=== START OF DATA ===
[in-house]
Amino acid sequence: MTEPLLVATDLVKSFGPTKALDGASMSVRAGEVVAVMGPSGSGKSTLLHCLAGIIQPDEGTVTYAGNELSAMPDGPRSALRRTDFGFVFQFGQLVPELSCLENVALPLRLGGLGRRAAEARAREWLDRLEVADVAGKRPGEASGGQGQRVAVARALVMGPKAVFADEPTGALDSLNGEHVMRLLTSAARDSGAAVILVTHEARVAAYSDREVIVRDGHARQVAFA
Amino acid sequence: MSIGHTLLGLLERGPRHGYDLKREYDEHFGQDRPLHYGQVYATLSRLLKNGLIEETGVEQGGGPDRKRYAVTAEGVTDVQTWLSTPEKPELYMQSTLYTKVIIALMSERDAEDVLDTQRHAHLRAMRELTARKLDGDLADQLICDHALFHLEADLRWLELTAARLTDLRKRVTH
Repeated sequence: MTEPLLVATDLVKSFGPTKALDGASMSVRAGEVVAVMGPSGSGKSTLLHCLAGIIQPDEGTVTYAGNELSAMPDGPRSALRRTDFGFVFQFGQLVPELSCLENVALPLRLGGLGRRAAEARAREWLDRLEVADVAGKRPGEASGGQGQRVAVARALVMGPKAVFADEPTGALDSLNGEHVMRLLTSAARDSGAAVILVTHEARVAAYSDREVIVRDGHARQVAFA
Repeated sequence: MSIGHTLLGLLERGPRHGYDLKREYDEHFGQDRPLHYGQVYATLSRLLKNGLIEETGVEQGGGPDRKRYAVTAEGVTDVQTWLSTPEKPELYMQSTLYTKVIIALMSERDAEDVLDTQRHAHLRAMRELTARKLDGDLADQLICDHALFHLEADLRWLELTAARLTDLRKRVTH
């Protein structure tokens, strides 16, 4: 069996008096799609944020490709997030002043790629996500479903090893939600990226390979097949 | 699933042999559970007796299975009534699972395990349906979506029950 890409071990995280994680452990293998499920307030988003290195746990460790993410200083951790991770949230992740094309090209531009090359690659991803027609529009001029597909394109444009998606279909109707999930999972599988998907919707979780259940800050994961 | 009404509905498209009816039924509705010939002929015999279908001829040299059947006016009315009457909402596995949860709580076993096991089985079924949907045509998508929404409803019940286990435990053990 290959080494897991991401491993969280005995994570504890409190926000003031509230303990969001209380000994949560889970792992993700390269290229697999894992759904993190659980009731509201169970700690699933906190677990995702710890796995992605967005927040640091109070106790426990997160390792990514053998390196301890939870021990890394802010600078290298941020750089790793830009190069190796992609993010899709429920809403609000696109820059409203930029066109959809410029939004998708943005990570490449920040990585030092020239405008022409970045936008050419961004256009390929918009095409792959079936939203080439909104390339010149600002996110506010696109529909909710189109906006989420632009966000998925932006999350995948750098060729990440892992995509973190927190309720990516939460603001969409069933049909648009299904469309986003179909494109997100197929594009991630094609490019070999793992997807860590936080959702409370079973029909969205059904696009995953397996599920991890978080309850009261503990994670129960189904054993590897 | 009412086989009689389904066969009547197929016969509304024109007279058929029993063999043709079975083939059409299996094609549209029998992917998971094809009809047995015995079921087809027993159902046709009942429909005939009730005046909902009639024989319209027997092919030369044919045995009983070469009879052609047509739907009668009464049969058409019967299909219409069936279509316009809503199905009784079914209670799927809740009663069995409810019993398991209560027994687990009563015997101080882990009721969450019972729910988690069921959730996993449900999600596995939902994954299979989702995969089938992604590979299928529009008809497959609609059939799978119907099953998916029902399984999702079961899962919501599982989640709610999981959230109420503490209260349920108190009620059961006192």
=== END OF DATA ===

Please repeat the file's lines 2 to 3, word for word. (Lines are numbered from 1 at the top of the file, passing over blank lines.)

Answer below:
Amino acid sequence: MTEPLLVATDLVKSFGPTKALDGASMSVRAGEVVAVMGPSGSGKSTLLHCLAGIIQPDEGTVTYAGNELSAMPDGPRSALRRTDFGFVFQFGQLVPELSCLENVALPLRLGGLGRRAAEARAREWLDRLEVADVAGKRPGEASGGQGQRVAVARALVMGPKAVFADEPTGALDSLNGEHVMRLLTSAARDSGAAVILVTHEARVAAYSDREVIVRDGHARQVAFA
Amino acid sequence: MSIGHTLLGLLERGPRHGYDLKREYDEHFGQDRPLHYGQVYATLSRLLKNGLIEETGVEQGGGPDRKRYAVTAEGVTDVQTWLSTPEKPELYMQSTLYTKVIIALMSERDAEDVLDTQRHAHLRAMRELTARKLDGDLADQLICDHALFHLEADLRWLELTAARLTDLRKRVTH